Home Science Technology Starlink gives different prices and download speeds to different markets

Starlink gives different prices and download speeds to different markets


GSMA has revealed that downloads on Elon Musk’s Starlink satellite internet service is not the same for all markets and that explains why prices differ significantly across markets, including Africa.

For one, Starlink packages is most expensive in the US and cheapest in Zambia and a few other countries simply because the download speeds differ in all the different markets.

The standard plan on Starlink, which is meant for residential customers, is standard in name only as far as different regions of the world are concerned.

For example, the monthly service cost for Starlink’s standard plan in Zambia is R666, R1 604 cheaper than the same package in the US. Differences in upload and download speeds as well as latency add some complexity to a direct price comparison.

“Starlink has median download speeds greater than 100Mbit/s in 14 countries, greater than 90Mbit/s in 20 countries and greater than 80Mbit/s in 24 countries — with only three countries failing to reach 70Mbit/s,” said the GSMA, the global mobile telecommunications industry association, in a blog post.

This means users from different countries are not getting exactly the same service, which suggests they should not be paying the same price either.

TechCentral has therefore put together a table, which shows that countries that are geographically close to each have similar pricing – for example, Malaysia and the Philippines at R872 and R897 each, respectively.

However, individual pricing is not as interesting until compared to the average cost of internet in a particular country. The average cost of internet used in the table, supplied by a company called Numbeo, is based on a 60Mbit/s service with unlimited data.

In the US, Starlink users can expect to pay close to R1 000/month more than they do for fibre. By contrast, the difference in Italy is just over R200 while it is less than R150 in Germany.

Starlink could capture more mass market clients in these countries because their service is so closely matched with more traditional internet providers.

In other regions, however, higher prices are likely to push those with options away, attracting only those in remote areas where there are no other services available.

Country Hardware Hardware Service (/month) Service (/month) Average cost of internet (/month)
North America
US US$599 R11 332 US$120 R2 270 R1 337
Canada C$499 R6 827 CA$140 R1 915 R1 173
Mexico MX$8 300 R8 650 MX$1 100 R1 140 R539
UK £499 R11 441 £75 R1 719 R691
Germany €299 R5 969 € 50 R998 R858
France €450 R8 983 € 40 R799 R590
Italy €450 R8 983 € 50 R998 R550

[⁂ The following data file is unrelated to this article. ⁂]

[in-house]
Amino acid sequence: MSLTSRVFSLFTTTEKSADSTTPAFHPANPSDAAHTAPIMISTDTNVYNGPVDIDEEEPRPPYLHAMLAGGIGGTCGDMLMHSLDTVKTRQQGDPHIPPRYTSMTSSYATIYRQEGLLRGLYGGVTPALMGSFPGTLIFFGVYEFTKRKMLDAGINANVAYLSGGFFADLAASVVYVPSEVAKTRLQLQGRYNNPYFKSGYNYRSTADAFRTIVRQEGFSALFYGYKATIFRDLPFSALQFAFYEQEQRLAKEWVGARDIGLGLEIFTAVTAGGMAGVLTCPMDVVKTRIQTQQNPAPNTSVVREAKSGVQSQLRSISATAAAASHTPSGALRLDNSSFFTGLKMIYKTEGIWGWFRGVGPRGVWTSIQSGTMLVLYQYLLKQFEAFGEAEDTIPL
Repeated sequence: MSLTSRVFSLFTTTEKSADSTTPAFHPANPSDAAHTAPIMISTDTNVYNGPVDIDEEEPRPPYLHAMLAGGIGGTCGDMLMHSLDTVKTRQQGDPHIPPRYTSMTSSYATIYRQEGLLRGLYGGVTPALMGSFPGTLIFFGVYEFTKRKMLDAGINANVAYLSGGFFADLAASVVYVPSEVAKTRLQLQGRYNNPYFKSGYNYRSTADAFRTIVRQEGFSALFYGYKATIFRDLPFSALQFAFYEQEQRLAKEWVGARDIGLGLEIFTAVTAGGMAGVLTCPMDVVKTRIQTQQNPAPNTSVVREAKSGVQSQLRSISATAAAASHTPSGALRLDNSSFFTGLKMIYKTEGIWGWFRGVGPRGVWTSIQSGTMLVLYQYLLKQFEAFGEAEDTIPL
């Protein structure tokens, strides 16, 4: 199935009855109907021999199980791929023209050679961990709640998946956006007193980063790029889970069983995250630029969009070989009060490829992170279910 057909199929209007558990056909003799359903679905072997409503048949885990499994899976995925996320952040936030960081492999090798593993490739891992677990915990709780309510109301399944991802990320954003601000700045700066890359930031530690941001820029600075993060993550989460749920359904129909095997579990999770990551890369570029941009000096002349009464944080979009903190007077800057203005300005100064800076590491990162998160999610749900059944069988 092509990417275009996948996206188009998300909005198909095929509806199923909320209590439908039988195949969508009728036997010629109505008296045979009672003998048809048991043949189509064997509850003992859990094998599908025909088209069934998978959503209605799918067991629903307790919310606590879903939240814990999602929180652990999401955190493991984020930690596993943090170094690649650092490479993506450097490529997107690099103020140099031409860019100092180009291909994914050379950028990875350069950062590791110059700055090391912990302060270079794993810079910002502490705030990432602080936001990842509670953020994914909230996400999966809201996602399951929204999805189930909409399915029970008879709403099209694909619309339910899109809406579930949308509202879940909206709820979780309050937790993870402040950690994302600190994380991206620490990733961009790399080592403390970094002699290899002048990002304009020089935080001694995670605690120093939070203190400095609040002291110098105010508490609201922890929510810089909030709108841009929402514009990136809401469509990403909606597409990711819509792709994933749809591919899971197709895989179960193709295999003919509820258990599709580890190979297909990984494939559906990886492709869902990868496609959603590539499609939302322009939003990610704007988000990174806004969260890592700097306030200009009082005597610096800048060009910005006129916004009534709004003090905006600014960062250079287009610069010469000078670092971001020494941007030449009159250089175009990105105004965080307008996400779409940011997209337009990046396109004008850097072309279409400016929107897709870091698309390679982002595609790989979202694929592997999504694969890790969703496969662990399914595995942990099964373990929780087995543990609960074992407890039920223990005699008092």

Portugal €450 R8 983 € 65 R1 298 R708
Spain €450 R8 983 € 65 R1 298 R648
Japan ¥55 000 R6 937 JP¥6 600 R832 R598
Philippines PHP28 000 R9 299 PHP2700 R897 R631
Malaysia MYR2 300 R9 116 MYR220 R872 R472
South America
Brazil R$2 000 R7 596 R$184 R699 R385
Peru PEN875 R4 282 PEN 193 R940 R540
Colombia COP1 320 000 R5 982 COP210 000 R952 R446
Australia A$599 R7 189 A$ 139 R1 688 R1 040
Nigeria N299 500 R7 193 ₦38 000 R913 No data
Kenya KSh89 000 R11 196 KSh6 500 R818 R672
Malawi MK655 000 R10 707 MK52 000 R849 No data
Zambia ZW10 744 R9 285 ZW 771 R666 No data
Mozambique MT40 492 R14 519 MT3 000 R1 075 No data
Rwanda RWF485 000 R7 507 RWF48 000 R743 No data
Reunion €450 R8 993 €70 R1 399 No data

 It comes as no surprise that Starlink is more expensive than the average cost of internet in most of the regions where the SpaceX subsidiary operates.

This is because Starlink does not aim for the mass market, where providers of terrestrial internet services have established economies of scale that have helped push prices down.

Instead, Starlink aims to fill gaps where terrestrial internet infrastructure such as fibre and mobile broadband networks cannot reach. Often these are isolated regions where the cost of rolling out terrestrial internet is higher than the return on investment.


Starlink has announced on its website that it will go live in Ghana this quarter, but regulators say they are still engaging the company and that the coast is not yet clear for Starlink to roll out their services in Ghana.

Some industry watchers think no regulatory hurdles can stand in the way of Starlink if they decide to roll out on the back of the SpaceX satellite and turn X (formerly Twitter) into a payment platform for billing purposes without connecting to any local payment platforms.

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